Have you ever stopped on a whim to take in a fabulous view, then pulled out your painting gear to capture it on canvas? That may seem like a lot of effort, but Kathleen Weber seizes those moments with brush in hand.
Currently living in Rhode Island, Kathleen began her award-winning career in greeting card illustration and commercial art before making the move to freelance oil painting.
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Kathleen is best known for her urban scenes, still lifes and figures. . . but I was drawn to her captivating landscapes, most of which are in an 8” x 10” format.
Many of her landscape oil paintings are en plein air, and reading Kathleen’s blog reveals she paints on long trips, short trips and sometimes out of her parked car. Her paint brush seems to take the place of a camera.
Kathleen’s “on the move” style adds to her paintings’ personalities. She uses a wide brushstroke, in a quick manner, but still manages to add rich detail. For example, in the painting above, Kathleen uses chunky brushstrokes to give texture to a rocky cliff.
That texture actually becomes the painting’s focal point, reinforced by the light of the setting sun and the gentle reflection in the water below. All in all there’s a nice balance of hard and soft, and near and far, for the viewer’s eye to move around in.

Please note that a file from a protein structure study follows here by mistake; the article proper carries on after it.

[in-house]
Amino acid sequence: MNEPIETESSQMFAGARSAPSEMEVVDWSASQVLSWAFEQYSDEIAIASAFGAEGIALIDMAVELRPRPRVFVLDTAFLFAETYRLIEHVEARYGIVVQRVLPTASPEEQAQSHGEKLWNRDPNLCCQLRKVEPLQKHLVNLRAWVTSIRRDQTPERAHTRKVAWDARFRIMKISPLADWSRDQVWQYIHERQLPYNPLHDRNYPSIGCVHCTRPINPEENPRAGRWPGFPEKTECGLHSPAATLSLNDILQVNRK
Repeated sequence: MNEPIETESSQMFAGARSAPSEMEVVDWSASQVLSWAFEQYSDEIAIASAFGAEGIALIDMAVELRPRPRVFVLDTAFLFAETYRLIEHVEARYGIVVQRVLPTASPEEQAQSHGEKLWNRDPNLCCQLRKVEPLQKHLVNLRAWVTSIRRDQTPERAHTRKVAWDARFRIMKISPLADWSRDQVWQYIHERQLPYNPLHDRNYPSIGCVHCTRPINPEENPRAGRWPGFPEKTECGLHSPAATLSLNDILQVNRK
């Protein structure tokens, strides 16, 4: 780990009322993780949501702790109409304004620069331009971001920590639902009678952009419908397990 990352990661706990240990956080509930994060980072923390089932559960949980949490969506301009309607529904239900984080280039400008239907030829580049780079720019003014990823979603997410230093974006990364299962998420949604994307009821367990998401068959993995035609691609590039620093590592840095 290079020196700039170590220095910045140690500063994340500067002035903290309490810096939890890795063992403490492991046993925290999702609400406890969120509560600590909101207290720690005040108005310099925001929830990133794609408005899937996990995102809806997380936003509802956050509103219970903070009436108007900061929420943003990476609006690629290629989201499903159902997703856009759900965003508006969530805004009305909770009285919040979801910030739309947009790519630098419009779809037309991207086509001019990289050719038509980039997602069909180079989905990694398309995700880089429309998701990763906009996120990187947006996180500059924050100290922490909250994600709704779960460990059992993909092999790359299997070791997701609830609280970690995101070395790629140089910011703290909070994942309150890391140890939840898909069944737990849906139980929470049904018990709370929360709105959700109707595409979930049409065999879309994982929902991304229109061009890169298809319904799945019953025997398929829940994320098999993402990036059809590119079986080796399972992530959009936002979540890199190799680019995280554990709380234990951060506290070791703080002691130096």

Kathleen often uses muted, or darker colors of greens, browns and blues in her paintings. Muted does not mean dull, however. The careful placement of light reflecting on rock, water or plant materials makes her colors come alive.
I actually squinted when viewing the painting above, just because the sunlight sharply reflecting off the water indicated such a bright, cloudless day.
In this last painting Kathleen reinforced her main focal point (the trees in the background) by directing the crop rows towards it. She carefully chose her painting position in order to create that composition.
While painting en plein air can technically mean dropping your easel anywhere, it’s easy to see that Kathleen is always looking for the right viewpoint in the right light, with the best possible focal point.
I encourage all of you to experience Kathleen’s landscapes en plein air for yourself, by visiting her blog at weberstudio.blogspot.com.